Class Notes (809,116)
Canada (493,534)
POLI 322 (59)

POLI 322 sept 19.docx

4 Pages
Unlock Document

McGill University
Political Science
POLI 322
Narendra Subramanian

POLI 322 – Lecture Notes September 14, 2012 MUSLIM IDENTITY POLITICS -Brass on identity politics -traditionalism -modernism -Muslim nationalism -traditionalism, modernism and the two nationalisms -other strands in Muslim identity politics -for Brass, each particular kind of identity politics is linked to a particular social group that leads that project -leading group has an interest in pushing for certain primary symbols -gives them access to power, higher social status, perhaps resources -greates attention to religious orthodoxy  predominant forms of Islamic law -interpret various other symbols, e.g. language, types of education, etc. as aspects of belonging in the Muslim community as defined by the primary symbol -to the extent that cultural mobilizers are successful, they need to make their followers accept their idea of the primary symbol -but Brass doesn’t go into much detail about why certain groups are more successful than others BRASS ON IDENTITY POLITICS -agents – interests – choice of primary symbol  other symbols aligned with primary symbol -religious literati (ulama)  conservative Islamic law, Arabic/Urdu -professionals:  special role of Muslims (pre-colonial rulers/largest religious minority) TRADTIONALISM -agents: Ulama (religious literaty/leaders) -primary symbol: Sharia (fiqh); conservative interpretation of Islamic law -other symbols: shun syncretism, purify practice, madrassa education, Arabic/Urdu, no to cow protection -institutions: Darul Uloom Deoband, Darul Uloom Manzar-e-Islam (Bareilly), Jamiyat Ulama-i- Hind -alliance with Indian nationalism  in return for continued recognition of Islamic law -sometimes the word Sharia is used to refer to particular understandings of Islamic law -particular details of Islamic law are time specific to society -Islamic law and other forms of religious law were transformed in colonial India -rulers recognized it but only in regards to family life and property inheritance -did not recognize religious law with crime and commerce -these were considered in terms of British laws -religious laws (personal law) were not just pre-colonial legal conditions; they were a mixture of pre-colonial legal conditions and British common law -by the mid-19 century, many had accepted the transformed form of religious law -urged people to abandon the worship of religious figures and a variety of other practices which they didn’t feel had roots in classicalist tradition -some called for a return to the founding texts of Islam -urged Muslims to send their kids to religious schools (madrassas) either instead of or in addition to Muslim schools -some also gave some emphasis to language (Arabic, the founding language of Islaam) -in Northern India, they valued Urdu, the main language of Muslims of those regions -traditionalists wanted to preserve pre-colonial traditions/practices but also embraced transformed constitutions -larger institutions were set up -2 largest institutions: see above -people of Bareilly gave some importance to the gravesite of their founding leader  seemed suspiciously like Hindu practice -certain leaders from the Deoband school formed an association in 1990 and this organization played an important role in late colonial politics -became aligned with Indian Nationalist Movement (?) -Indian traditionalists had limited links with Muslims in other regions of the world -but the idea of a transnational community gave people a sense of confidence -transnationalism was expressed toward the end of WWI when the future of the Ottoman emptire was being questioned -they rallied in favour of temporal nonspiritual powers in Ottoman Turkey -some traditionalists participated in the mutiny of 1857 -Brass claims that the traditionalists cut a deal with the leaders of the Congress party saying they’d support nationalism if Islam law is retained in post-colonial India -significant minority split off and supported the movement to form Pakistan MODERNISM -agents: professionals  Western educated, mostly from landed aristocracy -concerns:  special status of Muslims (as former rulers/largest religious minority)  independent interpretation of religious texts (ijtihad) independent of ulama -institutions: Muhammadan Anglo-Or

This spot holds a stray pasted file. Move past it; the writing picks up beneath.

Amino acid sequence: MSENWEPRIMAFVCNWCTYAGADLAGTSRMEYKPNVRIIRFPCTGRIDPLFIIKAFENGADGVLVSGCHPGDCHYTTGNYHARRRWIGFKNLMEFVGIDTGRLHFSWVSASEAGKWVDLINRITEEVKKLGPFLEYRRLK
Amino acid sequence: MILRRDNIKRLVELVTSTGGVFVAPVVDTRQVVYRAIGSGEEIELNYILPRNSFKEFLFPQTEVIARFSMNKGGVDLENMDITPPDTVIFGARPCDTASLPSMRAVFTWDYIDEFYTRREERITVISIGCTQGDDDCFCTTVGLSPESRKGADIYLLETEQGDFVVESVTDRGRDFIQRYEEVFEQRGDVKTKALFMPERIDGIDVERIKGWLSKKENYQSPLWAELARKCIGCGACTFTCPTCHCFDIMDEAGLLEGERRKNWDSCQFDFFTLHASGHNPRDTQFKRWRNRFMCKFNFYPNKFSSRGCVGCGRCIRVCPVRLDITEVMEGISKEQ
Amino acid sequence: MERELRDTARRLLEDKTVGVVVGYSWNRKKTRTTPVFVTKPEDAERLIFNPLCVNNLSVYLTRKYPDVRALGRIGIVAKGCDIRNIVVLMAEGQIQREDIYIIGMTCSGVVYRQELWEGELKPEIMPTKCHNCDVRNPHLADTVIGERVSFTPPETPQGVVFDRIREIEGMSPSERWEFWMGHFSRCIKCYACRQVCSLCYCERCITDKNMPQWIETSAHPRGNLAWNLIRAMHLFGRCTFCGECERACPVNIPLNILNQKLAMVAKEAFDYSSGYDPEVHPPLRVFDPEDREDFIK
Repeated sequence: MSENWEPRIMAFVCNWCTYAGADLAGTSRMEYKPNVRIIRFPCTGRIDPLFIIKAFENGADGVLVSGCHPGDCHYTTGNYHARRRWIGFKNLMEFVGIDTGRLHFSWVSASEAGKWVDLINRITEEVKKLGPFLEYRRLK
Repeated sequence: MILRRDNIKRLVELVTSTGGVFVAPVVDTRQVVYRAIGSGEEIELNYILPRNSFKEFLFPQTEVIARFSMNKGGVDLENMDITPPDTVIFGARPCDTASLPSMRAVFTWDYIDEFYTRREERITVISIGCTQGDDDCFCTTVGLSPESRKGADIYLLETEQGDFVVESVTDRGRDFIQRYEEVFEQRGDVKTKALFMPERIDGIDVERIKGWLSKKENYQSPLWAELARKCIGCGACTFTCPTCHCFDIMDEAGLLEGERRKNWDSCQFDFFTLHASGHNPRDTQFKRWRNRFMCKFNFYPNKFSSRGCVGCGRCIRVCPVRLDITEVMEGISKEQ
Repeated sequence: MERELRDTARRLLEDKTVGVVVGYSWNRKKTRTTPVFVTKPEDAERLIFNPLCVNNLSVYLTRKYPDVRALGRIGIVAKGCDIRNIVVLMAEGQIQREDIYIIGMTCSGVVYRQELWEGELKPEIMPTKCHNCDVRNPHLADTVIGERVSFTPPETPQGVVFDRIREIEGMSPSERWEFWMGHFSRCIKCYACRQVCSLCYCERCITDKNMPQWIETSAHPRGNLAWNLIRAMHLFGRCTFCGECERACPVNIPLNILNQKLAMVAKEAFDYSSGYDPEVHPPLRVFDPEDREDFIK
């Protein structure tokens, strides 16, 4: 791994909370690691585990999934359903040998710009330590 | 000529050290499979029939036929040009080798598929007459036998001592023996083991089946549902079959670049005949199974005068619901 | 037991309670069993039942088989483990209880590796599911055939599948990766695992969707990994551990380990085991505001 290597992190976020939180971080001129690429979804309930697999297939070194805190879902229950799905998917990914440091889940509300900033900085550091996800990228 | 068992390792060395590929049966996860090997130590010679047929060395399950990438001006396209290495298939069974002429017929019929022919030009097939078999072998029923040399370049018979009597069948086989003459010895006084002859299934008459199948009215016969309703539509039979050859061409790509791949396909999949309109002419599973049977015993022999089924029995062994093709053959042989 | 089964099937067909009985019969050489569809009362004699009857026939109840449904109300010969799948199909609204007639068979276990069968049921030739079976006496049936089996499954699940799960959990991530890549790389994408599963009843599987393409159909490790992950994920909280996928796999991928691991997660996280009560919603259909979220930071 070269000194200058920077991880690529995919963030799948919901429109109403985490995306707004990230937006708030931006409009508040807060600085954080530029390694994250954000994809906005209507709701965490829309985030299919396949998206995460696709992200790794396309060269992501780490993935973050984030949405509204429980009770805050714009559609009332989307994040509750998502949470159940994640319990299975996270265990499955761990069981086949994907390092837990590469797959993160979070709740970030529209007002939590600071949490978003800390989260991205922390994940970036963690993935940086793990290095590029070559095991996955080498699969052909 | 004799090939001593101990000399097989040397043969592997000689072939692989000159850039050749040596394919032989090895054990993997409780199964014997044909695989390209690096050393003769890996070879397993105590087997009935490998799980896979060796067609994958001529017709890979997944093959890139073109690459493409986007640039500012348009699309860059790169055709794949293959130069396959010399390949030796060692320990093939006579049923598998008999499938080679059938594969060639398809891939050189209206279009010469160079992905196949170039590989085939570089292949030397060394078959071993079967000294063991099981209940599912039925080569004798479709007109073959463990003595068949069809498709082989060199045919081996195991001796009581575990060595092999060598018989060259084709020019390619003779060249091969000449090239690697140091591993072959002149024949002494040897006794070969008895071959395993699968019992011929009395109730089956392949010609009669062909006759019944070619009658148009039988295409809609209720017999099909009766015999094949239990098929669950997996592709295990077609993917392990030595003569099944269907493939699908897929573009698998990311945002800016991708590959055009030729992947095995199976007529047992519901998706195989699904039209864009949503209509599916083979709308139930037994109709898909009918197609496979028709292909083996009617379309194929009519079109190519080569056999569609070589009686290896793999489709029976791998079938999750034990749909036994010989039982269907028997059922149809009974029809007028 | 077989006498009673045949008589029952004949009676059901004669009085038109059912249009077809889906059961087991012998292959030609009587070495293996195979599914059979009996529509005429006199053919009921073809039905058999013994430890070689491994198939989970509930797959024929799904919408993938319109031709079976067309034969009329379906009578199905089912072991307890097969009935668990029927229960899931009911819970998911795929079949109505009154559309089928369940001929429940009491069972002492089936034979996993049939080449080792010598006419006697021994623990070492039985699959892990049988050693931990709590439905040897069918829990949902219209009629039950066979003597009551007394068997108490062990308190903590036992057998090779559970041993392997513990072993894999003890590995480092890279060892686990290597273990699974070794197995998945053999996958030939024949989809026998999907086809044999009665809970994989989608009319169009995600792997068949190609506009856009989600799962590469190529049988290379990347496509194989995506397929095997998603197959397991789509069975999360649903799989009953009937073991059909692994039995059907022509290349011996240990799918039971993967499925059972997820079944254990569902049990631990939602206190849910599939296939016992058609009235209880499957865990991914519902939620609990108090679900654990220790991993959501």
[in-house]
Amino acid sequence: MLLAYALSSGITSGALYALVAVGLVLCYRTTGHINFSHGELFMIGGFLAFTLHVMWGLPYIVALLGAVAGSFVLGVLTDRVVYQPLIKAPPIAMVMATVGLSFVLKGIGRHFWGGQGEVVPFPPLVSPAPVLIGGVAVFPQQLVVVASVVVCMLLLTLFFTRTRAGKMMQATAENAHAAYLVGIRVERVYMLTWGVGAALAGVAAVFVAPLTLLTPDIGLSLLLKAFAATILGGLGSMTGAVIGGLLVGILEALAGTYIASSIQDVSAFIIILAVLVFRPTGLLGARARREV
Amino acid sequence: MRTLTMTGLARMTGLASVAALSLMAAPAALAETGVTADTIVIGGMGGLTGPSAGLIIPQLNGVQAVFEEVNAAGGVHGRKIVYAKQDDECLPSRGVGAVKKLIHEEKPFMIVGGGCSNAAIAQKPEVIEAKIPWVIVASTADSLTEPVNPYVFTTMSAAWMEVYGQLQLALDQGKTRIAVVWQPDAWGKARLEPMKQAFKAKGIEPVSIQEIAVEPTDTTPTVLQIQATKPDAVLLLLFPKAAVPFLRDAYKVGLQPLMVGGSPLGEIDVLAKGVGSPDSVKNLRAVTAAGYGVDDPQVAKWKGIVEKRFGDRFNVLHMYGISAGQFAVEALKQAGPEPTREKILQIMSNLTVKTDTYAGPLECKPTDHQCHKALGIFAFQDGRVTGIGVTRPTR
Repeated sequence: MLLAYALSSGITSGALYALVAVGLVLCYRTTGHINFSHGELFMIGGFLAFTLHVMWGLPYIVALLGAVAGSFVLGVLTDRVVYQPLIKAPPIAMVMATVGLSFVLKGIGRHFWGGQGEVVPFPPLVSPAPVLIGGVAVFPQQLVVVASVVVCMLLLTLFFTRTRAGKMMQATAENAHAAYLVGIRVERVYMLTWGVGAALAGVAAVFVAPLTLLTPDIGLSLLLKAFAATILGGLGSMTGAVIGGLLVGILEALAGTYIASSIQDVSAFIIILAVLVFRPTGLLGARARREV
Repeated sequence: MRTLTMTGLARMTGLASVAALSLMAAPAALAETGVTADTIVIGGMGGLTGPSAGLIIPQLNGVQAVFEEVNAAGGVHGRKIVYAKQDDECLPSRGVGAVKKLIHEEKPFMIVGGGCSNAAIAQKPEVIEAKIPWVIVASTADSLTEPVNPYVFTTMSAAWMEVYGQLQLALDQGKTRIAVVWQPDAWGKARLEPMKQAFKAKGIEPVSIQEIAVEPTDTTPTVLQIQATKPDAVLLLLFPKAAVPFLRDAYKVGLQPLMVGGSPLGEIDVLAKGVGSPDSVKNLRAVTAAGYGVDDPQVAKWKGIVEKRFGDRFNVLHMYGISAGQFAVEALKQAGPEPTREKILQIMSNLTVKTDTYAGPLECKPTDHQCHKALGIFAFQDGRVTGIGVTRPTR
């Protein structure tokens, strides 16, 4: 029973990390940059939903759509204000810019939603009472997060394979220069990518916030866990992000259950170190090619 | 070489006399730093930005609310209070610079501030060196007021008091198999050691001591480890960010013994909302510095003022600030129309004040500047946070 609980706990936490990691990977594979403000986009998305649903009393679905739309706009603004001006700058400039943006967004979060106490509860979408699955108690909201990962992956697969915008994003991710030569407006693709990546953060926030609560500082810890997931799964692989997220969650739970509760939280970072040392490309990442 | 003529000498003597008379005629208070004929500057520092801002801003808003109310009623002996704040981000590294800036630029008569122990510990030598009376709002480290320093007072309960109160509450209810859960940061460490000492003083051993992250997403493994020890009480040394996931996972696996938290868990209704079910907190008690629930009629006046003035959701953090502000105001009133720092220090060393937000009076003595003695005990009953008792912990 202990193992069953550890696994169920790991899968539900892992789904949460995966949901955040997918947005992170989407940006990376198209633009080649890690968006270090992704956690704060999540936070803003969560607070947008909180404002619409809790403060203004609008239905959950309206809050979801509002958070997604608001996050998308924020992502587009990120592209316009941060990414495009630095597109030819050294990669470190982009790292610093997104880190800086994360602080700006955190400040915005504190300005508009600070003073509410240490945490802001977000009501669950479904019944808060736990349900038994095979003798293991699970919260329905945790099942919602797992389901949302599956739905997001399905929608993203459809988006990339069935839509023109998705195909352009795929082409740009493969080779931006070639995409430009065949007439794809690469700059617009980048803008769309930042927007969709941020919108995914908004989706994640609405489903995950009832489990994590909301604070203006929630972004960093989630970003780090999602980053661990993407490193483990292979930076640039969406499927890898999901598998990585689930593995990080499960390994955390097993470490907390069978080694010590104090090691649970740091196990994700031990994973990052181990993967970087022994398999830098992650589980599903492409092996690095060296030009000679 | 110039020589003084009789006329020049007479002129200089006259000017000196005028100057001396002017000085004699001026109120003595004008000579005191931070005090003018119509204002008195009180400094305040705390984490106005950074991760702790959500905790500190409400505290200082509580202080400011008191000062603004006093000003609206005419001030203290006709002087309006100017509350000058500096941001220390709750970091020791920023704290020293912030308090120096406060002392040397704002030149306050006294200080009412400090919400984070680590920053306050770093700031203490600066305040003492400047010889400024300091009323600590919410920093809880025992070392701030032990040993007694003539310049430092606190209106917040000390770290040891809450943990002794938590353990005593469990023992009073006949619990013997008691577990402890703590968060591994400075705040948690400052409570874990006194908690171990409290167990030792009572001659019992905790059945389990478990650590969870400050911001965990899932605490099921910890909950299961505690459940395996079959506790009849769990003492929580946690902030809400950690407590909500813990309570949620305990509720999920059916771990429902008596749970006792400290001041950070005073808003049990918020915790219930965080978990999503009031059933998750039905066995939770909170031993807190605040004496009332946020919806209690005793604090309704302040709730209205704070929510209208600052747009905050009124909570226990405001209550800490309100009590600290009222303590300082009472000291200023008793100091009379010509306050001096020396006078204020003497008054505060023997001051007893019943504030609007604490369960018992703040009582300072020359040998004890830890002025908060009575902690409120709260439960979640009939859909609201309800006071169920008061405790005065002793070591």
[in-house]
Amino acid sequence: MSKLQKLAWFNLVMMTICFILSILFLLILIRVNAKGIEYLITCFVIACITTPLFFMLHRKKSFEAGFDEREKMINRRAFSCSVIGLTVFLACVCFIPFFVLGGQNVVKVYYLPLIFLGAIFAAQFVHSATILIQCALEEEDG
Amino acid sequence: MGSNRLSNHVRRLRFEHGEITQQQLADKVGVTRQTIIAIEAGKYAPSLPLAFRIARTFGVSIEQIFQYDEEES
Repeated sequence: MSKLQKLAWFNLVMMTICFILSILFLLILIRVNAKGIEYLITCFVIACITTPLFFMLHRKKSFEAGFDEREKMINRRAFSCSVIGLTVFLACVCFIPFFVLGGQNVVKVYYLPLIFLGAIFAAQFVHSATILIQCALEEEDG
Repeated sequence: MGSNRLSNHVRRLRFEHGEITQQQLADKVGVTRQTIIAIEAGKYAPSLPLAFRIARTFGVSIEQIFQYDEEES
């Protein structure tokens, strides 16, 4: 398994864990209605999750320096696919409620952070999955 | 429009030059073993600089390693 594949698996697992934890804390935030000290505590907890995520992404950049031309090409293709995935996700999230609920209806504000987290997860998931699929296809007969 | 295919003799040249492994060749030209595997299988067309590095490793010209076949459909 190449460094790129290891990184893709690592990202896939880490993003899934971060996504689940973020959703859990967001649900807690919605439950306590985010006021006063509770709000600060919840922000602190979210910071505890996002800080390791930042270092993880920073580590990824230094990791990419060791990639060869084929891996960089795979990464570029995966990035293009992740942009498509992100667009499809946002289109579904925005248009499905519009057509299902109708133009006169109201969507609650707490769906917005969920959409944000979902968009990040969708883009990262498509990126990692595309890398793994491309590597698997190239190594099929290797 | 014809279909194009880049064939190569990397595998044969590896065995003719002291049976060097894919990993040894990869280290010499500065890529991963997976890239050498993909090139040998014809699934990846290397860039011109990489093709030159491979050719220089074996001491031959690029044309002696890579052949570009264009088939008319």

More Less

Related notes for POLI 322

Log In


Don't have an account?

Join OneClass

Access over 10 million pages of study
documents for 1.3 million courses.

Sign up

Join to view


By registering, I agree to the Terms and Privacy Policies
Already have an account?
Just a few more details

So we can recommend you notes for your school.

Reset Password

Please enter below the email address you registered with and we will send you a link to reset your password.

Add your courses

Get notes from the top students in your class.